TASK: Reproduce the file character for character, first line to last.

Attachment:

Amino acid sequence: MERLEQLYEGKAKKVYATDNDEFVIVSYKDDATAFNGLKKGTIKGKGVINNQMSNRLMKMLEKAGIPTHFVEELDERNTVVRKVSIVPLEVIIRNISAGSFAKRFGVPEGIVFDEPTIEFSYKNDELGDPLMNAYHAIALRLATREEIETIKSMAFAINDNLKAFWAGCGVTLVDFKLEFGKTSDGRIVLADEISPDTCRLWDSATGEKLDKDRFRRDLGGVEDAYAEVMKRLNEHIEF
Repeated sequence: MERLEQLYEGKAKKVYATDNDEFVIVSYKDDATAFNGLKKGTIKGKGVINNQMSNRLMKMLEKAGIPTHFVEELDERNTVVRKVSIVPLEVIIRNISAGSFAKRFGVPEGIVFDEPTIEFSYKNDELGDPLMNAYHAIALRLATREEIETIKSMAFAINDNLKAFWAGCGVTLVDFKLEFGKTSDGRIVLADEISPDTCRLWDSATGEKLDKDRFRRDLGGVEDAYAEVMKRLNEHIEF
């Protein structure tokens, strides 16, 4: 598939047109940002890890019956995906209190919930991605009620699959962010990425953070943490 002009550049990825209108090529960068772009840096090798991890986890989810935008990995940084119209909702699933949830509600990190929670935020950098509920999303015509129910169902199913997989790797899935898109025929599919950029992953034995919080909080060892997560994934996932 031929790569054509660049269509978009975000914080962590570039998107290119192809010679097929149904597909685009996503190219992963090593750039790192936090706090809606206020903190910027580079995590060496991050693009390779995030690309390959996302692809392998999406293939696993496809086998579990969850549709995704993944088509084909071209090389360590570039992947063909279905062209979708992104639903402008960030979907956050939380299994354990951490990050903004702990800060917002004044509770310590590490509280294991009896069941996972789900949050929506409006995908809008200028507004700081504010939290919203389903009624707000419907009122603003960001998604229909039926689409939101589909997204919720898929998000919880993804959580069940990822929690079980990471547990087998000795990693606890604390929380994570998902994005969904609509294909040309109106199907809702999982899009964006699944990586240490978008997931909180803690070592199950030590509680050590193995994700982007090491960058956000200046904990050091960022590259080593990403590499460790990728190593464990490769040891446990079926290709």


Amino acid sequence: MERLEQLYEGKAKKVYATDNDEFVIVSYKDDATAFNGLKKGTIKGKGVINNQMSNRLMKMLEKAGIPTHFVEELDERNTVVRKVSIVPLEVIIRNISAGSFAKRFGVPEGIVFDEPTIEFSYKNDELGDPLMNAYHAIALRLATREEIETIKSMAFAINDNLKAFWAGCGVTLVDFKLEFGKTSDGRIVLADEISPDTCRLWDSATGEKLDKDRFRRDLGGVEDAYAEVMKRLNEHIEF
Repeated sequence: MERLEQLYEGKAKKVYATDNDEFVIVSYKDDATAFNGLKKGTIKGKGVINNQMSNRLMKMLEKAGIPTHFVEELDERNTVVRKVSIVPLEVIIRNISAGSFAKRFGVPEGIVFDEPTIEFSYKNDELGDPLMNAYHAIALRLATREEIETIKSMAFAINDNLKAFWAGCGVTLVDFKLEFGKTSDGRIVLADEISPDTCRLWDSATGEKLDKDRFRRDLGGVEDAYAEVMKRLNEHIEF
């Protein structure tokens, strides 16, 4: 598939047109940002890890019956995906209190919930991605009620699959962010990425953070943490 002009550049990825209108090529960068772009840096090798991890986890989810935008990995940084119209909702699933949830509600990190929670935020950098509920999303015509129910169902199913997989790797899935898109025929599919950029992953034995919080909080060892997560994934996932 031929790569054509660049269509978009975000914080962590570039998107290119192809010679097929149904597909685009996503190219992963090593750039790192936090706090809606206020903190910027580079995590060496991050693009390779995030690309390959996302692809392998999406293939696993496809086998579990969850549709995704993944088509084909071209090389360590570039992947063909279905062209979708992104639903402008960030979907956050939380299994354990951490990050903004702990800060917002004044509770310590590490509280294991009896069941996972789900949050929506409006995908809008200028507004700081504010939290919203389903009624707000419907009122603003960001998604229909039926689409939101589909997204919720898929998000919880993804959580069940990822929690079980990471547990087998000795990693606890604390929380994570998902994005969904609509294909040309109106199907809702999982899009964006699944990586240490978008997931909180803690070592199950030590509680050590193995994700982007090491960058956000200046904990050091960022590259080593990403590499460790990728190593464990490769040891446990079926290709």